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Officials urged to support petition against Brown

The lawyer who filed a court petition seeking to remove Bell County Justice of the Peace Claudia Brown is seeking community support, especially from the county attorney, as the issue will be addressed next week.

Brett Pritchard, a Killeen lawyer, urged Bell County residents and County Attorney Jim Nichols to push for Brown’s removal in response to the petition filed. A hearing on the matter is set for March 9.

“The citizens of Bell County elected Jim Nichols as their county attorney. It is his duty to protect the citizens of Bell County from the unconstitutional actions of another elected official,” Pritchard said Wednesday.

Nichols said he couldn’t say much about Prichard’s request since he would be the prosecuting attorney if a citation is issued in the case.

“Of course, everyone has opinions (about Brown),” Nichols said Wednesday. “I’ll have to hold off until the judge does his preliminary step.”

If the appointed judge hearing the case, Stephen Ables, senior judge of the 216th District Court in Kerr County, determines there are valid reasons to proceed with a case against Brown, a citation will be issued. Nichols said that he would be the prosecutor, according to rules stipulated in Chapter 87 of the Local Government Code.

Brown received worldwide attention when she recently set a record-breaking $4 billion bond in a Killeen murder case. She told a Telegram reporter that she set the bond even though it was unconstitutional to protest how the legal system is broken. Brown said she was urged by colleagues to increase her bonds but declined to say who lobbied her. After the record-high bond was set, Brown switched tactics and began setting very low bonds.

Bell County District Attorney Henry Garza, who is monitoring all bonds set by Brown, said he filed a motion Wednesday to increase the $3,000 bond for Cetera Barnes, who arrested on a charge of assault of a family or household member. The motion will be heard Monday in the 27th District Court before Judge John Gauntt, Garza said.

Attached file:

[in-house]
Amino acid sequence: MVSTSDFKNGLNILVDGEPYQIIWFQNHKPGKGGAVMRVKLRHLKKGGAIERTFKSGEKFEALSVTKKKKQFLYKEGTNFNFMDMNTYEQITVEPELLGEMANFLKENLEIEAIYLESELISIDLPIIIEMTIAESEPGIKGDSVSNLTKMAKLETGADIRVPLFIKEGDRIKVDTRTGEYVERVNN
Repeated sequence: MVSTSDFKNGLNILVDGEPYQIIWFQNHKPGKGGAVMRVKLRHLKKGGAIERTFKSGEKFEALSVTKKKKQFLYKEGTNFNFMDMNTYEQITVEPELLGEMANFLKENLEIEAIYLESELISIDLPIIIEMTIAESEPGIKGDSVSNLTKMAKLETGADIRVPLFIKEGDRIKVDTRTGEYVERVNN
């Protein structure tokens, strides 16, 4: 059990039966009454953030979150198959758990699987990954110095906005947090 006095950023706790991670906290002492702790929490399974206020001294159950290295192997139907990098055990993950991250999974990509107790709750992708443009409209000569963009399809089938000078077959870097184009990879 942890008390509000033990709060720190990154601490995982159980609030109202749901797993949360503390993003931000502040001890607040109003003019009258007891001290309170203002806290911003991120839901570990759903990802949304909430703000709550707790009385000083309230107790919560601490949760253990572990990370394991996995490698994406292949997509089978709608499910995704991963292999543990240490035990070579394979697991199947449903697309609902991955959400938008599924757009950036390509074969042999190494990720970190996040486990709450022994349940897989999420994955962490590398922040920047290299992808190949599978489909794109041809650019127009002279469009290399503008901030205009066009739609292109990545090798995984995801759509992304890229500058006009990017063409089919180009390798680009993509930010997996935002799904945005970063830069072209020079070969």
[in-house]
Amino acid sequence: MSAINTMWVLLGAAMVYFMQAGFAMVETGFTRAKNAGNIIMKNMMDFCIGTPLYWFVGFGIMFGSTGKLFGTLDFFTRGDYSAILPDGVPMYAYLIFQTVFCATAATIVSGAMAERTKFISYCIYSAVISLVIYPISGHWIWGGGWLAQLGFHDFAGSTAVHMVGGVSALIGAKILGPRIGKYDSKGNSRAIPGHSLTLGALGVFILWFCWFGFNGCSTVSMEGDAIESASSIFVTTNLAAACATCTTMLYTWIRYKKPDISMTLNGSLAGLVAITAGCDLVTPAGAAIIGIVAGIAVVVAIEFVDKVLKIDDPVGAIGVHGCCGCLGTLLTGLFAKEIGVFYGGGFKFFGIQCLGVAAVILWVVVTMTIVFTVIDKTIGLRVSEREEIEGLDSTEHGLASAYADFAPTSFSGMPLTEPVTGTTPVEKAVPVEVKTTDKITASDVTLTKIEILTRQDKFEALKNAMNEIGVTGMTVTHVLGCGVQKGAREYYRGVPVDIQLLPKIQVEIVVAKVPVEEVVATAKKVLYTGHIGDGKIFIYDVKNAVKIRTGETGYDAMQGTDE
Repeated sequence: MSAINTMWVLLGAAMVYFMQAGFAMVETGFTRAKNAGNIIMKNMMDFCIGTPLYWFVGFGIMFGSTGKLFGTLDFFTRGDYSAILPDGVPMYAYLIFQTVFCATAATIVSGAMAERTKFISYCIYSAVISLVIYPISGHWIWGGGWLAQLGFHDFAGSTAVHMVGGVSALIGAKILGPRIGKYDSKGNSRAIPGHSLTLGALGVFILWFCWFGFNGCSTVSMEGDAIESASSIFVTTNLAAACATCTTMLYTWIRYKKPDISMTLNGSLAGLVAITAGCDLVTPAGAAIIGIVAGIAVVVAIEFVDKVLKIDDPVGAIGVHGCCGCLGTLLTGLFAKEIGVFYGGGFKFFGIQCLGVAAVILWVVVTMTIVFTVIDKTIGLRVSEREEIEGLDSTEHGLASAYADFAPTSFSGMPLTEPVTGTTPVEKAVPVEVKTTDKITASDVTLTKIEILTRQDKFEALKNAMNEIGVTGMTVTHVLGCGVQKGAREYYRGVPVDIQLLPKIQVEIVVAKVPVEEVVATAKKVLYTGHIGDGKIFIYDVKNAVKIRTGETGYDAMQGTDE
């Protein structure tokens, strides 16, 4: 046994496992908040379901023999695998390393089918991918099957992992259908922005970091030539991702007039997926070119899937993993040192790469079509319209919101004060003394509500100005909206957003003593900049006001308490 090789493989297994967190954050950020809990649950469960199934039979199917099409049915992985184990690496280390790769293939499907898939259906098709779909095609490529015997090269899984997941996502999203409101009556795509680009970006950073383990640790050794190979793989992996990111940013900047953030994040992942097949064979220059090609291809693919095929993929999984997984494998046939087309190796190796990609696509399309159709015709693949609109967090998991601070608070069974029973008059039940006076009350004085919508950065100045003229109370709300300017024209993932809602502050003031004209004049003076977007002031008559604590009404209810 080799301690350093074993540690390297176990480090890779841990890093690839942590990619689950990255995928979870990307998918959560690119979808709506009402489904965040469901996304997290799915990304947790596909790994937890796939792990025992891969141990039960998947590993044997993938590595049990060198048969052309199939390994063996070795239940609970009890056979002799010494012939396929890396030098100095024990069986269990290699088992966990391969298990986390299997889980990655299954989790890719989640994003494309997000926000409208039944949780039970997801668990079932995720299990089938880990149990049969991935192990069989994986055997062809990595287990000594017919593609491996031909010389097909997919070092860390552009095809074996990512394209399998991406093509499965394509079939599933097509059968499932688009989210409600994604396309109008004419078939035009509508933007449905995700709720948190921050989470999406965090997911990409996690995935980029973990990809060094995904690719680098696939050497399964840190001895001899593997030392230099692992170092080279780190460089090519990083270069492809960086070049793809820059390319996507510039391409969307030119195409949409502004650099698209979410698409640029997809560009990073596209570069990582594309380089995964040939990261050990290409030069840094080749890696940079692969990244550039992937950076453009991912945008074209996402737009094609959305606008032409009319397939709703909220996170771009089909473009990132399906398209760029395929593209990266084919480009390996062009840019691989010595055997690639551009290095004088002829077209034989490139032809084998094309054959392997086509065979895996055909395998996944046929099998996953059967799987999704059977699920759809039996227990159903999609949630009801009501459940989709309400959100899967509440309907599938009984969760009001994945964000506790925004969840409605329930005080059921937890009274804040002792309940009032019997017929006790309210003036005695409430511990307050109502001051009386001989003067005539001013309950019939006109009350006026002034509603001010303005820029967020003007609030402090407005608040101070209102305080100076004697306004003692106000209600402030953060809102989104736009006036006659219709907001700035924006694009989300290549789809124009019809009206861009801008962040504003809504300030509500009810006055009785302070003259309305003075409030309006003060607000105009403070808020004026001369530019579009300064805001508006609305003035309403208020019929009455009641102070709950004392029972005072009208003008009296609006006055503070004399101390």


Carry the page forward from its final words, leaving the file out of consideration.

When asked for his thoughts on the situation surrounding Brown, Bell County Judge Jon Burrows said Wednesday that he hopes the system will work itself out. He did not comment beyond that.

Commissioner Tim Brown said it’s troubling for county officials to see the way the justice of the peace has acted in her new office.

“Our hope up here is that she’ll get past her growing pains as a newly elected official and figure out what her job is and focus on that,” the commissioner said. “We’ve been very fortunate here in Bell County that we’ve had good solid elected officials and very little controversy internally.”

Bell County officials generally work well together and focus on their jobs, Tim Brown said.

“We maintain a good level of service,” the commissioner said. “It’s troubling for all of us when an official has problems like this. We want to see her get past it and move on — one way or the other.”

Pritchard said the weight of Nichols’ office behind the effort to remove Brown from office would add viability to this effort.

“Citizens of Bell County have contacted me in droves wanting to know how to proceed. I’ve instructed them to call Jim Nichols’ office,” Pritchard said.

Other than courthouse attorneys talking to him about Brown and the recent events, Nichols said no one has recently contacted him about Brown.

The justice of the peace did not return a phone call from the Telegram on Wednesday.